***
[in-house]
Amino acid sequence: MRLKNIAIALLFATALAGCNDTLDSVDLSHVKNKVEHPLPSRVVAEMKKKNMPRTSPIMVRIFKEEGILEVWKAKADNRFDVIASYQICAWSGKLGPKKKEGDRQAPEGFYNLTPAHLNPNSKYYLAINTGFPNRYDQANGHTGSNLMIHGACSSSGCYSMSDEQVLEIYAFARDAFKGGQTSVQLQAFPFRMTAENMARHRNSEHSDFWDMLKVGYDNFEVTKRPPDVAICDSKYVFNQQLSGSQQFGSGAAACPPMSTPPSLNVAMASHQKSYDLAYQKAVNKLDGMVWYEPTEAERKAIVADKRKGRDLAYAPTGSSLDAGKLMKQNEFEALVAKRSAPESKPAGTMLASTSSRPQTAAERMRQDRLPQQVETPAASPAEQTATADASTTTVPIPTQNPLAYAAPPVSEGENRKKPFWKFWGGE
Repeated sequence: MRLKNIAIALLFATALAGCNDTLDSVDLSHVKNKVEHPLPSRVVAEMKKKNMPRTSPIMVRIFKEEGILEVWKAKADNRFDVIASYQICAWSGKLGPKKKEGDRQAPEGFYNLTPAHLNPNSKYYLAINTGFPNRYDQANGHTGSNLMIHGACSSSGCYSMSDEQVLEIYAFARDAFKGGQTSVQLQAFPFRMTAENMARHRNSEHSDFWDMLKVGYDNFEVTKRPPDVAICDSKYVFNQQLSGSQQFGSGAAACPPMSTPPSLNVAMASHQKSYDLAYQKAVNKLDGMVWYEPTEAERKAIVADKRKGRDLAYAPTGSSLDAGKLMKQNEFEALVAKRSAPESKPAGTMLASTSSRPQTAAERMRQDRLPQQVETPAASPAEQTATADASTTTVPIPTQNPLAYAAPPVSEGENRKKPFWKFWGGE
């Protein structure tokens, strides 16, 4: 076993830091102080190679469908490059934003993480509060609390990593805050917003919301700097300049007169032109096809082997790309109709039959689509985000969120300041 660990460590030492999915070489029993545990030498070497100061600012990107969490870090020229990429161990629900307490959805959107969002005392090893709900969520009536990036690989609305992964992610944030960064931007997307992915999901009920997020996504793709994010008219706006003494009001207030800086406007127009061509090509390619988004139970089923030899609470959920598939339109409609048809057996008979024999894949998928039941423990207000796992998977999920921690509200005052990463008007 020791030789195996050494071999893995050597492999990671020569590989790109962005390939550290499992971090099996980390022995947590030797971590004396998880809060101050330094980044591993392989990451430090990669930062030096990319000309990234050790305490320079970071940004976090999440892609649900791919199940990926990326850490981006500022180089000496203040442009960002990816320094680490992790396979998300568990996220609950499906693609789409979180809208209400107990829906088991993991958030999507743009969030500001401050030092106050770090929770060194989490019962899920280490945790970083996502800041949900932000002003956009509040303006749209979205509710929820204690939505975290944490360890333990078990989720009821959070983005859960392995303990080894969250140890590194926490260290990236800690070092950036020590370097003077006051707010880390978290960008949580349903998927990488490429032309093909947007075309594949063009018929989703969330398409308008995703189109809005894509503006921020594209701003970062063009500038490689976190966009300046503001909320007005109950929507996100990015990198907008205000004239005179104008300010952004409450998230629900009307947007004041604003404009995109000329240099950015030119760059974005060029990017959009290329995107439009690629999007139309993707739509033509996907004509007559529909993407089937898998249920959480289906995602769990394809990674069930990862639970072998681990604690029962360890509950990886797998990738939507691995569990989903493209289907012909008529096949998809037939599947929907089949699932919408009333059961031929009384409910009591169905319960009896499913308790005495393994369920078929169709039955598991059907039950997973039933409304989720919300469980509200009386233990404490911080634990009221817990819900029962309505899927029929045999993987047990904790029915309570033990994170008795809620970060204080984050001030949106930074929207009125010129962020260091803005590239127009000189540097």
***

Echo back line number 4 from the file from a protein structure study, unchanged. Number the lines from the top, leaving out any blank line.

């Protein structure tokens, strides 16, 4: 076993830091102080190679469908490059934003993480509060609390990593805050917003919301700097300049007169032109096809082997790309109709039959689509985000969120300041 660990460590030492999915070489029993545990030498070497100061600012990107969490870090020229990429161990629900307490959805959107969002005392090893709900969520009536990036690989609305992964992610944030960064931007997307992915999901009920997020996504793709994010008219706006003494009001207030800086406007127009061509090509390619988004139970089923030899609470959920598939339109409609048809057996008979024999894949998928039941423990207000796992998977999920921690509200005052990463008007 020791030789195996050494071999893995050597492999990671020569590989790109962005390939550290499992971090099996980390022995947590030797971590004396998880809060101050330094980044591993392989990451430090990669930062030096990319000309990234050790305490320079970071940004976090999440892609649900791919199940990926990326850490981006500022180089000496203040442009960002990816320094680490992790396979998300568990996220609950499906693609789409979180809208209400107990829906088991993991958030999507743009969030500001401050030092106050770090929770060194989490019962899920280490945790970083996502800041949900932000002003956009509040303006749209979205509710929820204690939505975290944490360890333990078990989720009821959070983005859960392995303990080894969250140890590194926490260290990236800690070092950036020590370097003077006051707010880390978290960008949580349903998927990488490429032309093909947007075309594949063009018929989703969330398409308008995703189109809005894509503006921020594209701003970062063009500038490689976190966009300046503001909320007005109950929507996100990015990198907008205000004239005179104008300010952004409450998230629900009307947007004041604003404009995109000329240099950015030119760059974005060029990017959009290329995107439009690629999007139309993707739509033509996907004509007559529909993407089937898998249920959480289906995602769990394809990674069930990862639970072998681990604690029962360890509950990886797998990738939507691995569990989903493209289907012909008529096949998809037939599947929907089949699932919408009333059961031929009384409910009591169905319960009896499913308790005495393994369920078929169709039955598991059907039950997973039933409304989720919300469980509200009386233990404490911080634990009221817990819900029962309505899927029929045999993987047990904790029915309570033990994170008795809620970060204080984050001030949106930074929207009125010129962020260091803005590239127009000189540097």